A greater-than-expected slowdown in health spending has helped buy Medicare more time before it will no longer be able to pay out 100 percent of benefits. But the program is still facing significant funding shortfalls.
A report released Friday by the trustees of Medicare and Social Security projects the magnitude of those shortfalls over the near- and long-term.
Medicare Part A, which covers hospital costs for seniors, is financed primarily by payroll taxes paid by workers. But since 2008 those revenues haven't kept pace with the program's costs. The federal government has made up the difference by both paying interest on assets in the Medicare trust fund and redeeming the assets themselves.
But that Medicare trust fund will be exhausted by 2026, the trustees estimated. Last year, the report put the date of insolvency at 2024.
If nothing is done, the revenue coming into Medicare Part A will be able to cover just 87 percent of expected costs in 2033. By 2050 and beyond, it will only cover 70 percent.
Medicare Part B, which covers visits to the doctor, and Medicare Part D, which covers prescription drug costs, are financed primarily through premiums paid by seniors and by general federal revenue. Neither has a trust fund. And as program costs have risen, premiums have covered a smaller and smaller share. Consequently, general revenue today covers roughly 75 percent of costs.
In terms of Social Security, the trustees estimate the trust fund exhaustion date will be 2033, the same as their estimate last year. At that point the program will be able to pay three-quarters of promised benefits through 2087.
Medtronic is a maker of medical devices, specializing in cardiovascular products like pacemakers, valve replacements, and various items to help repair problems in the circulatory system. But Medtronic also serves a number of other areas, including ways to treat spinal problems, diabetes and chronic pain.
One downside for investors is the fact that beginning this year, Medtronic has to pay a surtax on medical-device revenue, which was imposed to help pay for the health care reform law. Even with the tax sapping its profits, though, Medtronic will benefit from the needs of more patients needing treatment for heart-related illnesses and other ailments using its devices.
This iconic drugstore chain has been around for decades, paying ever-higher dividends to shareholders. As prescription drug use grows, Walgreen stands to have more traffic in its stores, and that in turn should drive more sales of the unrelated retail goods that the company stocks on its store shelves.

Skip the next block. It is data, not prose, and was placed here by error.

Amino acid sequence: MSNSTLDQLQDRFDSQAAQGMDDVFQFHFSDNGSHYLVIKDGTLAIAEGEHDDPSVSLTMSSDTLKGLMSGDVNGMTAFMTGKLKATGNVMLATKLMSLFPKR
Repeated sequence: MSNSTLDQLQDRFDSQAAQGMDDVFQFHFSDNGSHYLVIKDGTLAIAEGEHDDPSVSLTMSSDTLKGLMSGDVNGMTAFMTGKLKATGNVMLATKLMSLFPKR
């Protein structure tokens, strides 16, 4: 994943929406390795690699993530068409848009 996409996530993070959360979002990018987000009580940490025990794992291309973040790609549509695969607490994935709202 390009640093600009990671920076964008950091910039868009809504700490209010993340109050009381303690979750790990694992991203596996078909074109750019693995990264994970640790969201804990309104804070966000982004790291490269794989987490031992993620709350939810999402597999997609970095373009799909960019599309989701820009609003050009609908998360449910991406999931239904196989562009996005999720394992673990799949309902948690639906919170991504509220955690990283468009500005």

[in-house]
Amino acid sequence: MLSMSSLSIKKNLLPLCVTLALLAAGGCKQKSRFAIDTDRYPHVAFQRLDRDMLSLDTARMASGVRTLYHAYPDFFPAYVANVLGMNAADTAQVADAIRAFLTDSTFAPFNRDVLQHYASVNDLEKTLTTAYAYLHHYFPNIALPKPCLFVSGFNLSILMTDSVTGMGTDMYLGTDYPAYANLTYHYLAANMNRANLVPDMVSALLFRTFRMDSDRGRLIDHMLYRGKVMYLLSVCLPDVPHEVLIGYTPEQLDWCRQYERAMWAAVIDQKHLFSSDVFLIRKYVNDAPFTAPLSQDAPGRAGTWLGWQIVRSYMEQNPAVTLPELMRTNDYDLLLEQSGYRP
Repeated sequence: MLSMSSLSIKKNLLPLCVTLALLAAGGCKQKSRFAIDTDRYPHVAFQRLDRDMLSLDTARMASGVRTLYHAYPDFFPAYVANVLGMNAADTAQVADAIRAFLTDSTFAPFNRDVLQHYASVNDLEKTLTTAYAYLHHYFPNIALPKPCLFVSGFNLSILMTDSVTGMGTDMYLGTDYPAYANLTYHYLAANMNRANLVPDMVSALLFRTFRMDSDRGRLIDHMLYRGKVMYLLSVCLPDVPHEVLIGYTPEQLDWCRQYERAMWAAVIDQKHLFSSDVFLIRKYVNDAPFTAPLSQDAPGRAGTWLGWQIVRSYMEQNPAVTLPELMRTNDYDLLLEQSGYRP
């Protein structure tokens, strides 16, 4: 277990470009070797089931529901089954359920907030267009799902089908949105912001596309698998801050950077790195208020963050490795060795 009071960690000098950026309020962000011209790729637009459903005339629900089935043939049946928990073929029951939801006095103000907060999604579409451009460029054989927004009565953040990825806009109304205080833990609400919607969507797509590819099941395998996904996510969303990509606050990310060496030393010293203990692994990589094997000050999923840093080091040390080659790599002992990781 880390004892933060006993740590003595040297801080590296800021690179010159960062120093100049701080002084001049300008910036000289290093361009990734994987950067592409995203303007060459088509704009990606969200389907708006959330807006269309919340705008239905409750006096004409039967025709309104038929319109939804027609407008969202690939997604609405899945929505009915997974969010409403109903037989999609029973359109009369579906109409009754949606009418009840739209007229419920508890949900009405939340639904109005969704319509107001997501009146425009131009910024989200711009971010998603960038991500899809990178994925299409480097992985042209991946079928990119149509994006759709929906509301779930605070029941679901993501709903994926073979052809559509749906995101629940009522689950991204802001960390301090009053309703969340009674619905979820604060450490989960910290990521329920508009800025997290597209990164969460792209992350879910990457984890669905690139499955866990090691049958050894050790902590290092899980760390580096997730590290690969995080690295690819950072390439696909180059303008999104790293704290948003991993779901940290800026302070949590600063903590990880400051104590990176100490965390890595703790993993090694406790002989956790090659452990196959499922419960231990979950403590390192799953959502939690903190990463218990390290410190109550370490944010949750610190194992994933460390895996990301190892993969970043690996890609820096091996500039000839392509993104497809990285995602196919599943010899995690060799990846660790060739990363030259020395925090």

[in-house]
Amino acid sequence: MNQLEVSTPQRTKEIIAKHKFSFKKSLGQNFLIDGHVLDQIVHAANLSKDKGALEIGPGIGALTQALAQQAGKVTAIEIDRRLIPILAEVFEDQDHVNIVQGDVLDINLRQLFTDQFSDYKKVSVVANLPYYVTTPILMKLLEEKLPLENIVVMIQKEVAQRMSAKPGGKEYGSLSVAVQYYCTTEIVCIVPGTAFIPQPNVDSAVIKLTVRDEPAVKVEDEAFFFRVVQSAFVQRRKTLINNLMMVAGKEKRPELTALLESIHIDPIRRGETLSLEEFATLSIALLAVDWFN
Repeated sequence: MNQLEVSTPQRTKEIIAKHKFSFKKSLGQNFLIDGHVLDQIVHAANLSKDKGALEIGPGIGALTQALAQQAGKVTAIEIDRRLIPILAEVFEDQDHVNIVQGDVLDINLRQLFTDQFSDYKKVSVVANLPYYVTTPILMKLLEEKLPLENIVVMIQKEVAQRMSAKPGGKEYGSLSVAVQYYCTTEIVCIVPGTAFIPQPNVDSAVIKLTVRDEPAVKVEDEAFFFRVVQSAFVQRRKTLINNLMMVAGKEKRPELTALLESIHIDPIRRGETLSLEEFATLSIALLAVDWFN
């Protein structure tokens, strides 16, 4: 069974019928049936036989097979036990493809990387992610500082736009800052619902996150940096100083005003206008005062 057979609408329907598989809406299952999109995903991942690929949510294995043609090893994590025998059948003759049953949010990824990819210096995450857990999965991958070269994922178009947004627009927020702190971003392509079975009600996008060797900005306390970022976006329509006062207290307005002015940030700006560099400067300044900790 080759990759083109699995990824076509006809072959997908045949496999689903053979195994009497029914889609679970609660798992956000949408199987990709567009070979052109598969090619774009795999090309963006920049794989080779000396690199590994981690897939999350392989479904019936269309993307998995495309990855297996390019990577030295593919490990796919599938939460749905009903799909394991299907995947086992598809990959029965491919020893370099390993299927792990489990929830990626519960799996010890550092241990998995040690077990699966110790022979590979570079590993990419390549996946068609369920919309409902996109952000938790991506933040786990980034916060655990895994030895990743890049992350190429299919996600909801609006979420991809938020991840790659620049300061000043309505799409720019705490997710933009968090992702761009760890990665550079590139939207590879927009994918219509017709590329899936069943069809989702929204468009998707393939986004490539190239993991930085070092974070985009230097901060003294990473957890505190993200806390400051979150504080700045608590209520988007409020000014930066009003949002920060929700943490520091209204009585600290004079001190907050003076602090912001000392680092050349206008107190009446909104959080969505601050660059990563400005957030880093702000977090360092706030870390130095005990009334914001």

In addition to benefiting from older Americans, Walgreen has made a big push recently for international growth. Aging populations in economies around the world represent a great opportunity for Walgreen to expand beyond its domestic stronghold.
MetLife is one of the biggest providers of life insurance in the country. Insurers have gone through hard times in recent years, as poor investment returns and high payouts on certain types of insurance left them reeling from the financial crisis five years ago.
But for investors, MetLife's moves have made it a stronger stock. It's decision to stop offering long-term-care insurance has been tough on older Americans seeking protection from high health care costs, but its core insurance business benefits from the longer lifespans of an aging population. With some favorable products tailored to retirees, MetLife stands to make big strides forward in the years to come.
The scope of Johnson & Johnson's business is wider than many people realize. In addition to its well-known consumer brands like Band-Aid, J&J also has sizable pharmaceutical and medical-device arms. Though many of its rivals have broken themselves up into smaller businesses to let the individual parts focus on their respective specialties, Johnson & Johnson still sees value in its conglomerate status.
Unfortunately, J&J has had problems with its hip replacement products, which led to recalls of certain devices. But the company has overcome similar short-term problems in the past. Given the size of J&J's orthopedics business, which by itself dwarfs many of the companies that specialize in orthopedic devices, Johnson & Johnson still stands to gain from rising demand once it addresses any safety concerns.
Omega Healthcare is a real estate investment trust that specializes in owning and operating health-care-related properties, with an emphasis on skilled nursing, assisted living, independent living, and rehabilitation facilities. A growing pool of retirees seeking the community environment that these facilities offer has led to higher demand in recent years, and those trends are only likely to continue as these communities benefit from the network effect of having older peers recommend them to (relatively) younger prospects.
For investors, the real estate investment trust framework ensures a steady stream of income for your portfolio. On that score, Omega's dividend yield of 6 percent stands out as particularly attractive, topping several other similar health care REITs.